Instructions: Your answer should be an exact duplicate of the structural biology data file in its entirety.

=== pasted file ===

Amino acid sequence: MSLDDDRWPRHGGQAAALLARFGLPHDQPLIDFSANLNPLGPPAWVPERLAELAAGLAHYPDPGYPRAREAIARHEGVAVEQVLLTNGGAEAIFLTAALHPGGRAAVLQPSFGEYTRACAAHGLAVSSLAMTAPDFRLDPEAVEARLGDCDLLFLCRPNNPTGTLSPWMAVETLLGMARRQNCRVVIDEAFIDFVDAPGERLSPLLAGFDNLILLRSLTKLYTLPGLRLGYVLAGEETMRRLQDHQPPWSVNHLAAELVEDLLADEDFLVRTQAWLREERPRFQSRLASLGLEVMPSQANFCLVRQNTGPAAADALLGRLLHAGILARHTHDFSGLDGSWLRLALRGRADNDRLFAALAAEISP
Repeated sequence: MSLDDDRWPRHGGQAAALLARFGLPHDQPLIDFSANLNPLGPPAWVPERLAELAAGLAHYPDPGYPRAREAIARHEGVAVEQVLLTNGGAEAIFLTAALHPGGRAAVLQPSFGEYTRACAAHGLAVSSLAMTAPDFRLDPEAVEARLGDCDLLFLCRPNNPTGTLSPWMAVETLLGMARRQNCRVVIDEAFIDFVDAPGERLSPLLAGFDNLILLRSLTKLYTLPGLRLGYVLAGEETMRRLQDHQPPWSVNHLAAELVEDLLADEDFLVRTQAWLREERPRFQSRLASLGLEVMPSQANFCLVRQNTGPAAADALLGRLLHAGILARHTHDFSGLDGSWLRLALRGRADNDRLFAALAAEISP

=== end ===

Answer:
Amino acid sequence: MSLDDDRWPRHGGQAAALLARFGLPHDQPLIDFSANLNPLGPPAWVPERLAELAAGLAHYPDPGYPRAREAIARHEGVAVEQVLLTNGGAEAIFLTAALHPGGRAAVLQPSFGEYTRACAAHGLAVSSLAMTAPDFRLDPEAVEARLGDCDLLFLCRPNNPTGTLSPWMAVETLLGMARRQNCRVVIDEAFIDFVDAPGERLSPLLAGFDNLILLRSLTKLYTLPGLRLGYVLAGEETMRRLQDHQPPWSVNHLAAELVEDLLADEDFLVRTQAWLREERPRFQSRLASLGLEVMPSQANFCLVRQNTGPAAADALLGRLLHAGILARHTHDFSGLDGSWLRLALRGRADNDRLFAALAAEISP
Repeated sequence: MSLDDDRWPRHGGQAAALLARFGLPHDQPLIDFSANLNPLGPPAWVPERLAELAAGLAHYPDPGYPRAREAIARHEGVAVEQVLLTNGGAEAIFLTAALHPGGRAAVLQPSFGEYTRACAAHGLAVSSLAMTAPDFRLDPEAVEARLGDCDLLFLCRPNNPTGTLSPWMAVETLLGMARRQNCRVVIDEAFIDFVDAPGERLSPLLAGFDNLILLRSLTKLYTLPGLRLGYVLAGEETMRRLQDHQPPWSVNHLAAELVEDLLADEDFLVRTQAWLREERPRFQSRLASLGLEVMPSQANFCLVRQNTGPAAADALLGRLLHAGILARHTHDFSGLDGSWLRLALRGRADNDRLFAALAAEISP